January 9, 2017

Nation prepares for Inauguration Day


By Allison Mayes–

Jan. 20 marks the beginning of a new era for the United States: the presidential inauguration of Donald Trump.

What most Americans don’t know is Inauguration Day is a series of events and not just the presidential swearing-in. According to the Joint Congressional Committee of Inaugural Ceremonies, other Inauguration Day traditions include:

-a morning worship service, a tradition started by Franklin D. Roosevelt
-the famous procession to the U.S. Capitol
-the vice president’s swearing-in ceremony
-the president’s swearing-in ceremony
-the inaugural address, which began with George Washington
-the departure of the outgoing president
-a lunch break at the inaugural luncheon
-the inaugural parade, complete with military escorts
-the inaugural ball, which began with James and Dolley Madison.

Inauguration Day can be exciting. The country is swearing in a new president into office for the next four years. But what about after Inauguration Day?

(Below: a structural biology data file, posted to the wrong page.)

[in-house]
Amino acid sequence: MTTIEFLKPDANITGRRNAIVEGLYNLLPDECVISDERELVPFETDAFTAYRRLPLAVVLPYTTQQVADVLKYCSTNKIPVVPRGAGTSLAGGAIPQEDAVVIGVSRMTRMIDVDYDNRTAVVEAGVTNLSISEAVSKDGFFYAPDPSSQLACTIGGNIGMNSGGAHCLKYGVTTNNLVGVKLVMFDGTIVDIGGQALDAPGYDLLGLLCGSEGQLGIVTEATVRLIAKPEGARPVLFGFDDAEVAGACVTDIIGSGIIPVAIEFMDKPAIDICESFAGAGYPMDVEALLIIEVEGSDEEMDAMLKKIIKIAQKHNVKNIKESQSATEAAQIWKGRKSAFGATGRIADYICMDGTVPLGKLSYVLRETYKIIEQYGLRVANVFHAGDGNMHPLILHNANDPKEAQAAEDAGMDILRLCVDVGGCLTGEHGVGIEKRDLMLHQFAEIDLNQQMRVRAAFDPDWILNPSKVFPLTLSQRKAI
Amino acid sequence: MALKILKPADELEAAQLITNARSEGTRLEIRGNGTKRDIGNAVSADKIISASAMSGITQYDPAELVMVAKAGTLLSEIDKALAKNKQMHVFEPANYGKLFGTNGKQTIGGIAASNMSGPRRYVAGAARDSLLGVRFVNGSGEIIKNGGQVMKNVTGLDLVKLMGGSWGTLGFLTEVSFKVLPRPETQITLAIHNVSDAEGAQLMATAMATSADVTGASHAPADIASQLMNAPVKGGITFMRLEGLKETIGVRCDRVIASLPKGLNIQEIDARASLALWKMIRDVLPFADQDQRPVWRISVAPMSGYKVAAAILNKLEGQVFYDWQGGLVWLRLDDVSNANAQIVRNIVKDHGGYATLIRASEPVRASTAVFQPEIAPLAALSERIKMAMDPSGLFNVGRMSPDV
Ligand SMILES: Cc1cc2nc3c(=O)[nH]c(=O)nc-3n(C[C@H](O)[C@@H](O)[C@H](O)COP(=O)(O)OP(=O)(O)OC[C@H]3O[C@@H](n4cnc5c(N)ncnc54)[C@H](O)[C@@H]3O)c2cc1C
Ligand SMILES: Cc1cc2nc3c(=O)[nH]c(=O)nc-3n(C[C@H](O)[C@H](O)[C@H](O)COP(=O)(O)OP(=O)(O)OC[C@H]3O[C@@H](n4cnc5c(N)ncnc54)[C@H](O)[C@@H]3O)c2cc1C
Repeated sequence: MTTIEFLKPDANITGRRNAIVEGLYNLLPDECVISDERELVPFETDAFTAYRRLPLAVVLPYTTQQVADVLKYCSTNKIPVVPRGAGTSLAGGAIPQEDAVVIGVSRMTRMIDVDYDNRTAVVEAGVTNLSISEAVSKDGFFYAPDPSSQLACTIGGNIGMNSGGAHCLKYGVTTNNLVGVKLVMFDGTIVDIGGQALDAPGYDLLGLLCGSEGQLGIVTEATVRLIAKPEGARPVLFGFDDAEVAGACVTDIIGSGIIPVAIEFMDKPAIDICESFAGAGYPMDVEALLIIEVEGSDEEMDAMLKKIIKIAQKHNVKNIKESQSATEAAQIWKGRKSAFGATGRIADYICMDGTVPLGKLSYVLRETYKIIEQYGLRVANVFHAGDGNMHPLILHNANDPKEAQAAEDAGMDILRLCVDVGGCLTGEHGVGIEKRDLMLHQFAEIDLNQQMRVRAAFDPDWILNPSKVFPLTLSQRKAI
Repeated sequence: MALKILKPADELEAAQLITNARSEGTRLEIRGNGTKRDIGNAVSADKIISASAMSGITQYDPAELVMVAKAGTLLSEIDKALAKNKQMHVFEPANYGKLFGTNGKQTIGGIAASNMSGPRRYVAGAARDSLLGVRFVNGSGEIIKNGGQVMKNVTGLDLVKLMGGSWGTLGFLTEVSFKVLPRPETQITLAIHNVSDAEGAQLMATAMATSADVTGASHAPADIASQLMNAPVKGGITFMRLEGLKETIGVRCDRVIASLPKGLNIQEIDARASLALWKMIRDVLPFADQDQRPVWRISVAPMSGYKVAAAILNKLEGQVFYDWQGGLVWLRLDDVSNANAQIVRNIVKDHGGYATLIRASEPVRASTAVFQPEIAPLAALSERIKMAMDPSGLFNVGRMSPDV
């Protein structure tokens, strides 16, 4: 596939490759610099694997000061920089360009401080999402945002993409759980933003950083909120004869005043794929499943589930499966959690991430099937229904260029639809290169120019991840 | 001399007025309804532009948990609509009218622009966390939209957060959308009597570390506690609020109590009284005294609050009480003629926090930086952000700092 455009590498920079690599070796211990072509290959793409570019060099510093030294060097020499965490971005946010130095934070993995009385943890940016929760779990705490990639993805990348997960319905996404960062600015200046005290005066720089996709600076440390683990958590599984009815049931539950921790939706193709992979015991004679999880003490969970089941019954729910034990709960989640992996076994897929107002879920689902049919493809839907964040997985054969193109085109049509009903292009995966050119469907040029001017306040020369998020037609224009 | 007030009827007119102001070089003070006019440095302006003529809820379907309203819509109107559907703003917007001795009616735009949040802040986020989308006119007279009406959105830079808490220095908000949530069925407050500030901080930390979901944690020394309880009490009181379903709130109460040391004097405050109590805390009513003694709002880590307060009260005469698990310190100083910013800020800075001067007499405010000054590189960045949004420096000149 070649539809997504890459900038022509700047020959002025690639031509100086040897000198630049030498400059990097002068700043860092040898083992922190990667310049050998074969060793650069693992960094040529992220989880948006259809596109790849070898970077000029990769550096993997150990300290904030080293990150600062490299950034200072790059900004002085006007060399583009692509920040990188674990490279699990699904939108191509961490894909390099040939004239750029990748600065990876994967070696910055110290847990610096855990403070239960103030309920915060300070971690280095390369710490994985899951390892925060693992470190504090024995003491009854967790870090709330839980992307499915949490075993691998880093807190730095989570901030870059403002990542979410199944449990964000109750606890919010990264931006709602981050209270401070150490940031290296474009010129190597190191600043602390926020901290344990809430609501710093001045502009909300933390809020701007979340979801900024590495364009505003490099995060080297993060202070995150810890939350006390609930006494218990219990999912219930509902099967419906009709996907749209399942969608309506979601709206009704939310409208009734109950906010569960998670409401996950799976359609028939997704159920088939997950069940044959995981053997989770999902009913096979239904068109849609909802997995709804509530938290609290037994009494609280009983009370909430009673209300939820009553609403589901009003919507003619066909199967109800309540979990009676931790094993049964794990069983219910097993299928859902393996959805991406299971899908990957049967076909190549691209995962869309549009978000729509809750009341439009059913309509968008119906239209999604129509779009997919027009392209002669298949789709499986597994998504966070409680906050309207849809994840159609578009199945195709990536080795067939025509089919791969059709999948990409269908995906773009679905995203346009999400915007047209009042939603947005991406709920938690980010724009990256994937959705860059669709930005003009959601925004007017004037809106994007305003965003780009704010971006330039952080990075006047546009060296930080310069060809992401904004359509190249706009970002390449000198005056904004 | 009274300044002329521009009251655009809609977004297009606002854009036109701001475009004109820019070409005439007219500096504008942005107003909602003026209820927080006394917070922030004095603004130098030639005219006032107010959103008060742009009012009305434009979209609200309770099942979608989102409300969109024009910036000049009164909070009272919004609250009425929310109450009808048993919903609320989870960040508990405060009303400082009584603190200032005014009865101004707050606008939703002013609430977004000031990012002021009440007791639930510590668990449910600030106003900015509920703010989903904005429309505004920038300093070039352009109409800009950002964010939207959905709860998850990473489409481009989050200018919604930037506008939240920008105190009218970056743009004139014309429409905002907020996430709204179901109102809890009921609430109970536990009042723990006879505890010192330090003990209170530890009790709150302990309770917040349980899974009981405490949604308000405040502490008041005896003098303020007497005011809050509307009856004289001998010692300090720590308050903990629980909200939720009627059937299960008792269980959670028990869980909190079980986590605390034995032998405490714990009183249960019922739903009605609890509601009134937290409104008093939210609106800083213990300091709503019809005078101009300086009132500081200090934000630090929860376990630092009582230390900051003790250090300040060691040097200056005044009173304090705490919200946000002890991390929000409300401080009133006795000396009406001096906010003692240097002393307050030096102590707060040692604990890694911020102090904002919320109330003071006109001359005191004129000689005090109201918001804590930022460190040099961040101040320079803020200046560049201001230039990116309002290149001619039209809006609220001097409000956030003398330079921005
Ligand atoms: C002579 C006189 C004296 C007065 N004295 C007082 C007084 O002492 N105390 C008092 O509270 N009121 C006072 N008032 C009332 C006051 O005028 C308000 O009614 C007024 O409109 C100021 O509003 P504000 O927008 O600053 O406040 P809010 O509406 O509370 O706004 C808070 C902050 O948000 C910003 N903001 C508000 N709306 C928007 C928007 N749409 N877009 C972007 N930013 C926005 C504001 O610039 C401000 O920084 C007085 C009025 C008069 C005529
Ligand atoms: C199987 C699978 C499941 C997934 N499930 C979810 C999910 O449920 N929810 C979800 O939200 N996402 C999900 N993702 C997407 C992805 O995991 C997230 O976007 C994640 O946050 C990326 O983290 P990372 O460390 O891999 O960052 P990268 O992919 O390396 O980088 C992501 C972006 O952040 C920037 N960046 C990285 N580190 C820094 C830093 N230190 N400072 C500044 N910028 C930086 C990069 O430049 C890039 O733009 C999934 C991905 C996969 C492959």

With this election in particular, many fear the Inauguration will elicit more protests and division among our already divided nation. Some even fear civil unrest. Not only will our nation be forever changed, but American politics as a whole have been significantly altered over the course of this election.

“This election season has brought many feelings with it – feelings of change, optimism, and hope, but it has also brought feelings of disagreement, hate and fear in some,” student Landon Foster said. “Following the win of President-Elect Donald Trump, many people felt angry and the need to protest. The entire election season was a long, rough battle for all candidates, so it was no surprise to me to see many people upset with the results.”

As Trump supporters and opposers alike wait for his first acts as president, the nation can only watch. And that is a dangerous waiting game.

“I believe we will see more protests, especially in Washington DC when Jan. 20 rolls around,” Foster said.

Foster went on to discuss that whether you support our new president or not, the election results are final. “We should back him with a clear conscience because we are Americans and we will persevere as we always have.”

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